Exploring Racial and Ethnic Disparities in COVID-19 and Healthcare

POC family wearing masks during the COVID-19 pandemic.

At the time of publishing, the CDC reports 6 million positive cases of COVID-19 in the United States, with over 176,000 deaths due to coronavirus-related complications. In addition to the virus itself, the COVID-19 health crisis has brought the world to a standstill, creating socioeconomic shutdowns and driving billions of people into quarantine and isolation. Indeed, COVID-19 is affecting all of us in some way, shape, or form. However, research concerning people of color (POC) reveals the troubling reality of how COVID-19, and health issues at large, affect some populations more than others.

While not all COVID-19 records provide race/ethnicity information, those that do show that non-Hispanic white (40.6%), Hispanic/Latinx (30.7%), and non-Hispanic African American populations (19.3%) make up the three most-affected races/ethnicities as of August 2020. However, when considering these percentages in proportion to their respective populations, the statistics read much more grim: Hispanic/Latinx and non-Hispanic American Indian/Alaska Native populations are 2.8-times more likely to test positive for COVID-19 than non-Hispanic white populations, and, in addition to being 2.6-times more likely to get COVID-19, non-Hispanic African American populations possess a 2.1-times greater likelihood of coronavirus-related death.

When explaining the disproportionate effects of COVID-19, some experts point to POC making up 43% of essential workers in the United States, putting them at a greater risk of exposure to COVID-19. In addition, the coronavirus poses a higher risk to people with certain pre-existing medical conditions; among the conditions listed by the CDC is “severe heart conditions,” something that continues to present a disparity for African American residents. The current dialogue surrounding systemic racism in the United States can also provide insight when analyzing COVID-19 health disparities. For example, racial disparities in education may prevent students of color from learning the skills and earning the eventual degrees necessary for jobs with less human contact. Further, disparities in housing may—when considering housing as a social determinant of health—contribute to POC contracting health conditions due to multi-generational households and substandard housing that may, in turn, elevate their exposure risk.

Unfortunately, healthcare is not exempt from racial and ethnic disparities, and these disparities aren’t limited to the COVID-19 health crisis. Our own National Community Health Survey found African Americans facing heightened difficulty or delay when receiving healthcare; and both African American and Hispanic/Latinx populations having a higher likelihood in citing instances where one had to forgo medication due to cost. Similarly, the AHRQ’s latest National Qualities and Disparities Report highlighted that, while some disparities have improved since 2000, racial and ethnic disparities persist in quality of care, with African American, American Indian and Alaskan Native, and Native Hawaiian and Pacific Islander populations receiving worse care than white populations in 40% of quality measures, and Hispanic/Latinx and Asian populations preceding white populations in 35% and 27% of quality measures, respectively (however, Asian populations also received care that outperformed white populations in 28% of quality measures). Other studies explore implicit bias among providers and practitioners, inspiring some  organizations to include monitoring of biases in their efforts to combat racial disparities.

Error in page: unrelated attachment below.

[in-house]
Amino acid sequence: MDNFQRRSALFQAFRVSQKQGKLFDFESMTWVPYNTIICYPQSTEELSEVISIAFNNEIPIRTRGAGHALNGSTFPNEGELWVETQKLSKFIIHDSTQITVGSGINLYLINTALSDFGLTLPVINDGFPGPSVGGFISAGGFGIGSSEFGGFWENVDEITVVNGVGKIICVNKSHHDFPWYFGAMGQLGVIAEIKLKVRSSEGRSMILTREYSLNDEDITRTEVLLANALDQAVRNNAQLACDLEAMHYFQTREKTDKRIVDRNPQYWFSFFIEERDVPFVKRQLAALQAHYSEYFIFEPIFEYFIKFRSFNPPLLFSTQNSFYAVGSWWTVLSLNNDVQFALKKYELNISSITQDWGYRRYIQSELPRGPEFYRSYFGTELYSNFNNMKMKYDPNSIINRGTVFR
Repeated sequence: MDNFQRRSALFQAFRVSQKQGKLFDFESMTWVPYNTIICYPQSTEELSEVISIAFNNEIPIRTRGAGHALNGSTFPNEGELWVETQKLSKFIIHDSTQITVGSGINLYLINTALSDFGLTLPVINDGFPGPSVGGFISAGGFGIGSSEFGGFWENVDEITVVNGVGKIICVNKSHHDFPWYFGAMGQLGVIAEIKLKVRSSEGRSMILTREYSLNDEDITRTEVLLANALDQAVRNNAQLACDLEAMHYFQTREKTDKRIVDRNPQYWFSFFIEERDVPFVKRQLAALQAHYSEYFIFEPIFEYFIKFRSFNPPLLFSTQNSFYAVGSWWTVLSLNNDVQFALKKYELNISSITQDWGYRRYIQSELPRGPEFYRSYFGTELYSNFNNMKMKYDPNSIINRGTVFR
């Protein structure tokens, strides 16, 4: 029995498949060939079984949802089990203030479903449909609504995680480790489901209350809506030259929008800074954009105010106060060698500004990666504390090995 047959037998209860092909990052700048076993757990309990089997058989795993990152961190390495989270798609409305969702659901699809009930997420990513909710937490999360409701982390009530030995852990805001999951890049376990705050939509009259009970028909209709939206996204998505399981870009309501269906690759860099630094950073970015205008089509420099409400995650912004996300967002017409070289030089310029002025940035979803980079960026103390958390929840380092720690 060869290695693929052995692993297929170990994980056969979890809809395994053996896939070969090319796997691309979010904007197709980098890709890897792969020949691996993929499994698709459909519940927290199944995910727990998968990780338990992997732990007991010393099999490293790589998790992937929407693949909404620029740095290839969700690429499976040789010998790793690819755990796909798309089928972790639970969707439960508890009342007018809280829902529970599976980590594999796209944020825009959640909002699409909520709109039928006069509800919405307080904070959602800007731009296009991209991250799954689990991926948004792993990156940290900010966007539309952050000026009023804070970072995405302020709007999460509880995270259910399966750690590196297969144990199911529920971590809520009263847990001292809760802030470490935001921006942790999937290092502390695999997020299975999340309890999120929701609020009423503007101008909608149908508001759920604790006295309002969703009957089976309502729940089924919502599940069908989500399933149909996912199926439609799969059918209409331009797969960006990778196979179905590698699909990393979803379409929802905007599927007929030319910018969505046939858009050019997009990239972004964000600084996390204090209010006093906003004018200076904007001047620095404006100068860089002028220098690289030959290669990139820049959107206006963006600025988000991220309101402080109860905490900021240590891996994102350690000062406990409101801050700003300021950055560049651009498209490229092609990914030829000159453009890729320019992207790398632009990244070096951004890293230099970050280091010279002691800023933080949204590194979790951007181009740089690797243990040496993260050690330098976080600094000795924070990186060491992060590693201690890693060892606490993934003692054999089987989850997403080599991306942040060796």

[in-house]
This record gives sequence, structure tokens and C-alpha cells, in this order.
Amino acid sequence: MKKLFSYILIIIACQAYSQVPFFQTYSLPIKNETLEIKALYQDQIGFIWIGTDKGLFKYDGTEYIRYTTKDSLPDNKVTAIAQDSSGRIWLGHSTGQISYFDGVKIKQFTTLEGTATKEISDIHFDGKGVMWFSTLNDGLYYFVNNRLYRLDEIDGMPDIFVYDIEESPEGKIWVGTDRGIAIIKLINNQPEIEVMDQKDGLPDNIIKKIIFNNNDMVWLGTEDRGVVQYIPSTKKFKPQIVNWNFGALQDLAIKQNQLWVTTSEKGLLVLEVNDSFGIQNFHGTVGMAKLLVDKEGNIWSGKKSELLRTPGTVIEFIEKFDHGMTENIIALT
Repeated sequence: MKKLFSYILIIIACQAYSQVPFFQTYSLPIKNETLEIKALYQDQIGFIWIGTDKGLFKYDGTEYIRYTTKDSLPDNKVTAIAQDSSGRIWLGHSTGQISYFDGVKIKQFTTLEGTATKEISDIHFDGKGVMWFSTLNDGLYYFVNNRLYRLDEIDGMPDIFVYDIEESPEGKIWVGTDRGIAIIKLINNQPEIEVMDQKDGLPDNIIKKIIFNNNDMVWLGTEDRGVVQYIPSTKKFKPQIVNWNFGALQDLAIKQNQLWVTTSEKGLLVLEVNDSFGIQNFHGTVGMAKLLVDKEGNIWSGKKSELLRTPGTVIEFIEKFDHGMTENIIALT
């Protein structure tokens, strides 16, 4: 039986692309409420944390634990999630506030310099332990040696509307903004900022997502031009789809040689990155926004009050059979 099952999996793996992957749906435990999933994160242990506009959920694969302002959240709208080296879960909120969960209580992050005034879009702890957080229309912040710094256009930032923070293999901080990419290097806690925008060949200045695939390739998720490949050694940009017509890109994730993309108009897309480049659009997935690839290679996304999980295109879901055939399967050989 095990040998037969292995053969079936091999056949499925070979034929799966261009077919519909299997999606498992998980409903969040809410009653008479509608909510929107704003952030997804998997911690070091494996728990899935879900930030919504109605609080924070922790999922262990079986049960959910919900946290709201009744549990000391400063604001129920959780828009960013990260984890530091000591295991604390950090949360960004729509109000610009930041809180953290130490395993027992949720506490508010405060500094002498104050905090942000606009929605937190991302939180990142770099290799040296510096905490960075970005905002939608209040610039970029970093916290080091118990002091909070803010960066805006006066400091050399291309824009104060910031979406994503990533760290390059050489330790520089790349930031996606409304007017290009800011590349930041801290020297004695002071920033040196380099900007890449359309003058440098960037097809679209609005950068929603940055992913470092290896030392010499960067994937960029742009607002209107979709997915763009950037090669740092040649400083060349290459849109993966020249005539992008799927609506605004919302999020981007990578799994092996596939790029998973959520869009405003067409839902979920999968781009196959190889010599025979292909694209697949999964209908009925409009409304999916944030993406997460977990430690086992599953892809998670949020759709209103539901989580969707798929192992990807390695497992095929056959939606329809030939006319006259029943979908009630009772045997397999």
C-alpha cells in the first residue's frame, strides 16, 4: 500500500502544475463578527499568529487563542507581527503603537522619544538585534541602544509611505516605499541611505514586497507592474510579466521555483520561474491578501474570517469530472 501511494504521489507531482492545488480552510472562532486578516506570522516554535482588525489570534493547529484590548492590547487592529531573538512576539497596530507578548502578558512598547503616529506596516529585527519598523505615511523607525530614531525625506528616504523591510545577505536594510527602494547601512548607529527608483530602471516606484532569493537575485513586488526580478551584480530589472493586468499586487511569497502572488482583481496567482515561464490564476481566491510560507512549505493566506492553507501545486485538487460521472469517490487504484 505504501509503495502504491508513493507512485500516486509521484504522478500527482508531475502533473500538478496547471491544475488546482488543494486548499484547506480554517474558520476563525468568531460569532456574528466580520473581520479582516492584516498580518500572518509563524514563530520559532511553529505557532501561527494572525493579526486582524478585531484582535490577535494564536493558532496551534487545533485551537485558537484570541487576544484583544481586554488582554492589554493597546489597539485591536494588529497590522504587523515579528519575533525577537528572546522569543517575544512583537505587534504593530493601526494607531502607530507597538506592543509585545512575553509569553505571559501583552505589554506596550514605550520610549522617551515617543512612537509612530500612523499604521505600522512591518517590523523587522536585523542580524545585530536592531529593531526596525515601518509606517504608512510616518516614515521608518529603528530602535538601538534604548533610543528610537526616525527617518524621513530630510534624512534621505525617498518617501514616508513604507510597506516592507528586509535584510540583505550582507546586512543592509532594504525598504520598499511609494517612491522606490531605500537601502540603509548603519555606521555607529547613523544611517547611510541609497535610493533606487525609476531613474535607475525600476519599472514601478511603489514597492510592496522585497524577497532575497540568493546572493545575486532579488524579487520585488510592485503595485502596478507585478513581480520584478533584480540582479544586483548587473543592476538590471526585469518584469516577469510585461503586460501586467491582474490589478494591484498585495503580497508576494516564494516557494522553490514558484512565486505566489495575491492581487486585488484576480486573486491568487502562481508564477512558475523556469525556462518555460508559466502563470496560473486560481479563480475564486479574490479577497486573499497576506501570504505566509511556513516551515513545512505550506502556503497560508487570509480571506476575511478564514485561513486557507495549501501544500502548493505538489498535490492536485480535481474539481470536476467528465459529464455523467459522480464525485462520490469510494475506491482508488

Nonetheless, when discussing health disparities among African American populations, Dr. Anthony Fauci, National Institute of Allergy and Infectious Diseases director and prominent member of the White House Coronavirus Task Force, declared, “We will get over coronavirus, but there will still be health disparities, which we really do need to address in the African American community.” That sentiment can be echoed when addressing racial disparities across all POC in the United States, and it poses the question for all Americans, “What can I do to fight against racial disparities in my community?”

At PRC, we partner with hospitals and health systems across the country to drive healthcare excellence. Our Community Health Needs Assessment can help, analyzing social determinants of health and gathering input from community stakeholders to give hospitals a complete understanding of the unique conditions and challenges that these underserved populations face. During the COVID-19 health crisis, PRC also offers the Coronavirus Community Impact Survey which evaluates how COVID-19 has impacted your community. The data and insights from these research solutions can lay the groundwork for implementation strategies or a community health improvement plan that yields meaningful change, and together, we can work towards a future where these disparities are no more.

Contact us at ImproveHealth@prccustomresearch.com to learn more about our community health research, raise awareness by sharing articles like this on social media, and further educate yourself by checking out the sources and additional resources below.

Sources and Further Reading:
Conversations on COVID-19: Impacts on Communities of Color

‘Heroes or hostages?’: Communities of color bear the burden of essential work in coronavirus crisis

Implicit Bias and Racial Disparities in Health Care

Racial health disparities already existed in America— the coronavirus just exacerbated them

The cure for racial disparities in health care is known. It’s the willingness to fix it that’s lagging.

The Disproportionate Impact of COVID-19 on Racial and Ethnic Minorities in the United States